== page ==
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2013 George Mickelson Bike Trip: Change of Plans

Change of Plans…

 

Kids-looking-up

 

The truck bed stuffed with bikes, camping gear, clothes and our dreams of a multi-day adventure sails across I-90 at 80 miles an hour. The roar of our Cummings diesel engines echoes across western Montana, south into Wyoming toward Deadwood, South Dakota where the George Mickelson Rail Trail shoots south through the heart of the Black Hills National Forest

Our First Idea…

Our original hope of biking the world famous Kettle Valley Rail Trail in British Columbia, Canada fell apart at the last minute when we got more intel from someone with boots on the ground describing singletrack trails of washboard and loose sand mixed with stones, a trail more suited for mountain bikes, not the hybrid bikes we ride or the two side-by-side wheels of the Chariot I pull behind me full of gear and my son.

Packing-the-car

 

Based on a recommendation and the length we wanted, greater than 200 miles, the Mickelson Trail lies within an 11 hour striking distance from our whitewater rafting headquarters in Superior, MT.

It’s Not Easy To Leave…

Although we packed our bikes, saddle bags, tag-along and Chariot days before, leaving for a week always takes longer, so we start down the road in the late afternoon, forcing us to camp outside of Sheridan, WY at the local rest stop beneath signs stating: “NO CAMPING!” The kids asleep in their car seats, Brooke asleep in front bench seat, and me curled beneath bags and bikes in the back of the pickup bed.

Sheridan-Wy

 

Downtown Sheridan, WY…

Morning found us in downtown Sheridan stuffing oatmeal into our kids’ faces while we sucked down coffee and egss at the Sheridan Palace before heading over to the local hardware store for a critical bolt I left behind at Pangaea that secures my daughter’s tag-a-long to her mother’s bike. The meal didn’t match the meal in Bozeman at Montana Ale Works we ate for dinner the night before with my high school friend Katie Robinette.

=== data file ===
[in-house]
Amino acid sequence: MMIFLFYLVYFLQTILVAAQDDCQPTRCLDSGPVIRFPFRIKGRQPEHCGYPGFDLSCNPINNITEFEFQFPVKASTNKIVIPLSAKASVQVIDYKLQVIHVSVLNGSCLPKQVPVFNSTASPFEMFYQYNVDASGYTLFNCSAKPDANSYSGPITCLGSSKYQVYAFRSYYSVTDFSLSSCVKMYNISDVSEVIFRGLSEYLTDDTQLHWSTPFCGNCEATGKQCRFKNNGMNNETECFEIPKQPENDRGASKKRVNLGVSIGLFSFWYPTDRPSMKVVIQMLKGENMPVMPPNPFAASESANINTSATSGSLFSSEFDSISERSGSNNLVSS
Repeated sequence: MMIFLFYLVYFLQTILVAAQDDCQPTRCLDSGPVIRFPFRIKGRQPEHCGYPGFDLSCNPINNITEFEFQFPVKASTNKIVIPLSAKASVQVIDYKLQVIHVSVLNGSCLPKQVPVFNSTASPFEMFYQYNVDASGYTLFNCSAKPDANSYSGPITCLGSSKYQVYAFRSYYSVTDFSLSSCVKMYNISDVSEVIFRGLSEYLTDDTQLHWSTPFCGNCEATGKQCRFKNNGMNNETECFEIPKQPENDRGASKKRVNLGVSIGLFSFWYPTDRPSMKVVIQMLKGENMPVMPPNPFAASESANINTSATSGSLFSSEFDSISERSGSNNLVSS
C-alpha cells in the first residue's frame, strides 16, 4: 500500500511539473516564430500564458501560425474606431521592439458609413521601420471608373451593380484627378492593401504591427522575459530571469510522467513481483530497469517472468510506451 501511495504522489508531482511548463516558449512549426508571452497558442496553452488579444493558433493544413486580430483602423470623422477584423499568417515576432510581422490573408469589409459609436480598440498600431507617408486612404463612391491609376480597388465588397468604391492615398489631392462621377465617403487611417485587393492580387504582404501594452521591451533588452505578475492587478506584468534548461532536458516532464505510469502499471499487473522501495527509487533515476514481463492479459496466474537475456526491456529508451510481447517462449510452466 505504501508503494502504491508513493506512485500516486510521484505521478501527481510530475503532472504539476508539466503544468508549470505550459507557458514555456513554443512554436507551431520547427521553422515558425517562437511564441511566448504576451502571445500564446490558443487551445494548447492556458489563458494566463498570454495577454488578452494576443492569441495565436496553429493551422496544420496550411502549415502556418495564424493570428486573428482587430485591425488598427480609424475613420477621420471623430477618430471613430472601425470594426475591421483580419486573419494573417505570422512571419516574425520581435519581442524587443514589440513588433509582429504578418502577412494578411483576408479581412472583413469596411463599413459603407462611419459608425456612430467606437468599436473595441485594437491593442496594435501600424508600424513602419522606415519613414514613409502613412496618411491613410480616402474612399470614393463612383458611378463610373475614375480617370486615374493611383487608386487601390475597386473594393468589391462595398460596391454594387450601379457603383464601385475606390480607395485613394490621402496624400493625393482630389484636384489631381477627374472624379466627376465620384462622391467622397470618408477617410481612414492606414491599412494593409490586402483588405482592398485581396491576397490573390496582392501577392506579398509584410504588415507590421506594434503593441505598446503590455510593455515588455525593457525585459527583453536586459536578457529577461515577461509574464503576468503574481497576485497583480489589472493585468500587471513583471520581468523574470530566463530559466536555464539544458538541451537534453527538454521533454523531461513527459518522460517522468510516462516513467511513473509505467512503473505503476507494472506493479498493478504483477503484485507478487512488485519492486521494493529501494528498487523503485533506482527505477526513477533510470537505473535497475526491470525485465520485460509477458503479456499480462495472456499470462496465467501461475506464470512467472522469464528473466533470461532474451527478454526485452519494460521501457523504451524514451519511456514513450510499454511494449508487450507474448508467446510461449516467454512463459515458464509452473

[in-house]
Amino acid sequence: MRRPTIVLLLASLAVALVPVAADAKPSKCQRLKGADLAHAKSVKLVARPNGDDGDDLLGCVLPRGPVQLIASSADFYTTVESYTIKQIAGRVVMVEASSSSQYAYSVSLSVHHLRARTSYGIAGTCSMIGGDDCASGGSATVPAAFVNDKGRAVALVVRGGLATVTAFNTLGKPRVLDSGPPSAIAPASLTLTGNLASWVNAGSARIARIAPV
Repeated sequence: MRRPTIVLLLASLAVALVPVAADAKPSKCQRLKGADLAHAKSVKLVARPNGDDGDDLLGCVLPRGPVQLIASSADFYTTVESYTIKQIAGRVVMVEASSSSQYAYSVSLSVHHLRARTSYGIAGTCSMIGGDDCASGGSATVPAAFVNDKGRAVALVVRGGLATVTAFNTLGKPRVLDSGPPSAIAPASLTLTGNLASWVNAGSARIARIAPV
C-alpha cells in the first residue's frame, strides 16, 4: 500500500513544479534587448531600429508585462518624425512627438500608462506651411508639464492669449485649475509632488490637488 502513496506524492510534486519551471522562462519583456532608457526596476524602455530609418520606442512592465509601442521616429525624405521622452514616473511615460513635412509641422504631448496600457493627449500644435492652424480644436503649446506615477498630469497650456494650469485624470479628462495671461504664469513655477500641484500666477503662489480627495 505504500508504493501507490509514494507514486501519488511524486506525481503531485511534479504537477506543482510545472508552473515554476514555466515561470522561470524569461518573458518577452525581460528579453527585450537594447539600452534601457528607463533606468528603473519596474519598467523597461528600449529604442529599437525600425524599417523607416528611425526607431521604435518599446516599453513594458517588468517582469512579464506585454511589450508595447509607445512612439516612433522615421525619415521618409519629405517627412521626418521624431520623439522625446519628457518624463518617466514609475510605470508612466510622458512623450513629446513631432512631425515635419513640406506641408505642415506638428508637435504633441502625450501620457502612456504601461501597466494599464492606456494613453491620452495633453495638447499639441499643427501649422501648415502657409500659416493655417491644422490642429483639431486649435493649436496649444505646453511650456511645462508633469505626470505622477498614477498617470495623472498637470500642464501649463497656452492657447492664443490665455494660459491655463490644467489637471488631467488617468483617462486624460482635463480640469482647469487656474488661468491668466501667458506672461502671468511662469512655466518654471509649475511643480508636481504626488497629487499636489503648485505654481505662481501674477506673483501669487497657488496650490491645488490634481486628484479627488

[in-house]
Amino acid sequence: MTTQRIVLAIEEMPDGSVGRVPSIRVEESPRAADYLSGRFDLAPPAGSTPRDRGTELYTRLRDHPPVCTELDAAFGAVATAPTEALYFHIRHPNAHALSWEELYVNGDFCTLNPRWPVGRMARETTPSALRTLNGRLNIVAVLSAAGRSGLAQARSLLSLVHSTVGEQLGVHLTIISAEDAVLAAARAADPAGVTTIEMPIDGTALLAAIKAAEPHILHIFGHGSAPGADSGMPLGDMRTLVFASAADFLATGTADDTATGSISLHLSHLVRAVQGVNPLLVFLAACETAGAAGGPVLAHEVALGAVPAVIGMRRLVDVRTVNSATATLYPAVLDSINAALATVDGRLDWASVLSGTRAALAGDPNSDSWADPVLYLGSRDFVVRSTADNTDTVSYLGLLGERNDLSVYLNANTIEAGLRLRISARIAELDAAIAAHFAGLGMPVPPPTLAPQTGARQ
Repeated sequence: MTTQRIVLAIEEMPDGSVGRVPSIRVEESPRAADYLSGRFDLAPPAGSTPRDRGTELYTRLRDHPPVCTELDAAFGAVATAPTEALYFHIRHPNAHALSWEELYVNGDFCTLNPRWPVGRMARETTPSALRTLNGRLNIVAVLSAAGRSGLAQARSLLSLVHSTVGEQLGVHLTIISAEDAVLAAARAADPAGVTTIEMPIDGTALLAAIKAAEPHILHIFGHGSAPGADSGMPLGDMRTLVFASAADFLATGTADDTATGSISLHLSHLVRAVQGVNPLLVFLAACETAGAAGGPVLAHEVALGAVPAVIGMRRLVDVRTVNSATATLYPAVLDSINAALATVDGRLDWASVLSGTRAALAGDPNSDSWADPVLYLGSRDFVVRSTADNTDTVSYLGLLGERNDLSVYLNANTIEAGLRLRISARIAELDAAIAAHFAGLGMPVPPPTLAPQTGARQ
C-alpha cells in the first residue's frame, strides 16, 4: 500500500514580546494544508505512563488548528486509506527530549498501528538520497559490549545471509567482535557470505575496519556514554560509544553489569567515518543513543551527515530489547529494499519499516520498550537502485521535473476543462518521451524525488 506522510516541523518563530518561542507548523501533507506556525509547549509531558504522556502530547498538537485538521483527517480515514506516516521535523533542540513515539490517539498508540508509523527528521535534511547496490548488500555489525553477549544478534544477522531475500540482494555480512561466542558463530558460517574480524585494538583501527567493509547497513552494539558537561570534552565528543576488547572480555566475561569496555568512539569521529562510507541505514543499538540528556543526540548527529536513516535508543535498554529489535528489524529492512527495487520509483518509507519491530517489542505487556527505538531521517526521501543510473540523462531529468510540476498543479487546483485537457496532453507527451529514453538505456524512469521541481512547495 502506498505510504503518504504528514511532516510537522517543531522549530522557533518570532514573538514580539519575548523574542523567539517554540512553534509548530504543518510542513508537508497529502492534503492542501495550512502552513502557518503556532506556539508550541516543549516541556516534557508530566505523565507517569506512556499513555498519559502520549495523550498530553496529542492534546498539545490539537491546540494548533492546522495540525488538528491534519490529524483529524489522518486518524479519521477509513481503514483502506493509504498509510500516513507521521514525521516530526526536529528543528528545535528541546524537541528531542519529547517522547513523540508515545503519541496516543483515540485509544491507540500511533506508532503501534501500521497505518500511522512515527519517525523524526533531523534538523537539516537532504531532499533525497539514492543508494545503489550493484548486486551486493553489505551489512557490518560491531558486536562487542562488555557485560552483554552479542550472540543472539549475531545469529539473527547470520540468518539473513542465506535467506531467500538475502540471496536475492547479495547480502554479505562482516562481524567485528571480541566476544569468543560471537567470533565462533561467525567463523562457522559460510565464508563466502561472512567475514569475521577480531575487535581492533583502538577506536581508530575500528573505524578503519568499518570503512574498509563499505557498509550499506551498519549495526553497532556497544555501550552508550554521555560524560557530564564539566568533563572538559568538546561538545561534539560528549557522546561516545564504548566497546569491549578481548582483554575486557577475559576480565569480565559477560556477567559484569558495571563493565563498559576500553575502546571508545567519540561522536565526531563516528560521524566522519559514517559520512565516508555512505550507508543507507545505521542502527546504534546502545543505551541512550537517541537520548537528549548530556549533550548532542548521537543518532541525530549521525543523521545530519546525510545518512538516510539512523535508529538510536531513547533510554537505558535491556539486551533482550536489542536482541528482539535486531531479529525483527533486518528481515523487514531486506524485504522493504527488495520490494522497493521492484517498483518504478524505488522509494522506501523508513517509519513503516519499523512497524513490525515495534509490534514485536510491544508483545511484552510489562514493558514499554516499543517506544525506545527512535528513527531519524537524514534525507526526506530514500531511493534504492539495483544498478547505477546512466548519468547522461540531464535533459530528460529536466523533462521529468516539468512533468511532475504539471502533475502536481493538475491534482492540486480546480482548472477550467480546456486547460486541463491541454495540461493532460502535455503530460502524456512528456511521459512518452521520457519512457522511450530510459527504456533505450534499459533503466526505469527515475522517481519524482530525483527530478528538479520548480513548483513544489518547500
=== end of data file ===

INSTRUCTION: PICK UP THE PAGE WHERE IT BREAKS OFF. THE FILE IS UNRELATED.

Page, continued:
Deadwood

We arrived Deadwood, SC by noon, ready for lunch. We gathered a bit more information about the trail, water access, town accessibility from the trail and weather reports. Not all good news, as the Mickelson Trail Agency does not permit camping along the trail and the weather called for a massive cold front to swing down from the north and wash us with freezing rain.

Like Being Shot In The Skull With B.B.’S

Mickelson-Trail-Sign

 

The weather forecasters hit their mark spot-on. Five miles into the trip, the skies open up, dumping rain and marble sized hail all over us. Tana got nailed by the hail, started crying before we forced her into the cover of the Chariot with her brother. The hail exploded against our bike helmets like BB’s banging against our skulls, only to recede to a cold 43 degree rain.

What I love about rail trail adventures at moments like these? Often just off the trail lies a safety net, like a hotel or grocery store or restaurant. So as the rain came down and the sun set, we ducked into the Days Inn in Lead, SD.

Total miles 8.

TO BE CONTINUED…

 

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